The Views From This Italian City Will Take Your Breath Away

Picture yourself walking through the streets of a town that looks like a medieval film set. Where— just like in a movie—you can hear the story of a count locked away in the fortress, where he died after years in prison. Except that nothing here is fake, and each stone in this town tells us about centuries and centuries of Italian history. San Leo, which is part of the “Most Beautiful Towns in Italy” circuit, is perched in a panoramic position that will take your breath away. It was built on a limestone massif and the only way to access it is a road carved in the rock.

We are in the province of Rimini, in the region of Emilia-Romagna, known for its fashionable beaches, but here you can admire the sea only from a distance. It is a strip at the end of the Marecchia valley, surrounded by mountains and a territory dotted with the ruins of old castles. San Leo was once the capital of the County of Montefeltro and was the theater of infinite battles. Dante came through here—in the Divine Comedy, and specifically the “Purgatorio,” he mentioned it by name, talking about the difficult climb to the mountain—but St. Francis of Assisi also passed through here.

The most famous name tied to the town, and particularly its unassailable fortress, is that of Count Alessandro di Cagliostro, born Giuseppe Balsamo. An alchemist, occultist, healer and adventurer, this eclectic 18th- century figure was condemned by the Church for heresy and imprisoned for four years (until his death in 1795) in the fortress dominating the Tuscan-Romagna Apennines. And Cagliostro’s prison is the town’s main attraction. Let’s start our tour from here.

- The current appearance of the Fortress of San Leo goes back to the 15th century, when Federico da Montefeltro had the previous stronghold modified to adapt it to new military techniques. Currently a picture gallery and weaponry museum can be visited in the fortress.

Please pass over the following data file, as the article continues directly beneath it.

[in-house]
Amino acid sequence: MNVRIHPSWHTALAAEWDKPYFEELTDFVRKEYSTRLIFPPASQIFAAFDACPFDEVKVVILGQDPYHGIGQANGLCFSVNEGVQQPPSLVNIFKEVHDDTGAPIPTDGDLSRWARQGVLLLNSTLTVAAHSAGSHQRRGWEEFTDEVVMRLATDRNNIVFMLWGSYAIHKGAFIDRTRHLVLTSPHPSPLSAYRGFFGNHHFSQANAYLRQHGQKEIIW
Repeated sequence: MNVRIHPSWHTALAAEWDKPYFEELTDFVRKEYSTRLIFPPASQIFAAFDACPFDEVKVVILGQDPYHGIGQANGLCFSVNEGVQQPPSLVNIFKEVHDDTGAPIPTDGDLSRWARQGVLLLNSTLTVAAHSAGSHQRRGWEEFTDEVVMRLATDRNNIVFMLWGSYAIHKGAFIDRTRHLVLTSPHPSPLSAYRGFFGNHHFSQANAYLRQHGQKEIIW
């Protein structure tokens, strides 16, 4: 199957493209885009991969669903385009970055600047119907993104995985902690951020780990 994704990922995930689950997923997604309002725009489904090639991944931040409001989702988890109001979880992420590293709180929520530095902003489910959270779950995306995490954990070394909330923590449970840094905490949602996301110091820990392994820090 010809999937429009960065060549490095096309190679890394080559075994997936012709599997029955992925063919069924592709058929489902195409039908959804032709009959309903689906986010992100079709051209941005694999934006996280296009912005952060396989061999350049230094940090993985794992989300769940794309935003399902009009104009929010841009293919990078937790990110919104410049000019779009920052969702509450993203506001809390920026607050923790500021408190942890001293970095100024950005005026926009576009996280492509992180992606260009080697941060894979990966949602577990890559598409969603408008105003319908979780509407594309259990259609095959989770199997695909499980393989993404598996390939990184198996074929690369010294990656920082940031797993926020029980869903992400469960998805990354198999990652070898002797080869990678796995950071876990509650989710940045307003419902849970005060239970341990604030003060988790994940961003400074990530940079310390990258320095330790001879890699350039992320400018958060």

- The Pieve di Santa Maria Assunta is the area’s oldest place of worship: construction commenced in the 11th century and what is striking about it is its simple but sturdy stone structure.

- The Romanesque cathedral was built in the 12th century on a hill where artifacts from religious structures going back to the prehistoric era have been found. Inside there is an intimate atmosphere, amid the bare stones, columns and simple bas-reliefs. But its main characteristic is outside. Since the slope on which it was built is so steep, the cathedral has a very asymmetrical appearance and the entrance is not on the façade but on one side: an example of architectural understatement.

Now that the cultural tour is over and you’ve admired the landscape, it’s time to satisfy that growling stomach, and Emilia- Romagna is one of the best regions to do it. Would you rather enjoy a snack as you sit on a bench with a view of the valley? Piadina is exactly what you need. It is a flatbread made of wheat, oil and lard, and it can be stuffed with anything. But the best combination is prosciutto and a typical creamy cheese called Squacquerone. This area is its realm, so there is no bar or stand that can’t make you a truly memorable one.

If you want to sit down at a table and enjoy a proper meal, however, head straight to Osteria La Corte di Berengario II (Via Michele Rosa 74, tel. +39 0541 916145). Go right to the first courses—pasta, naturally—and try something like “Passatelli al formaggio di fossa” or the delicious “Ravioli di Cagliostro” with a sauce of artichokes and black olives. Luckily, you faced the climb to get here, so after lunch the road out of San Leo is all downhill.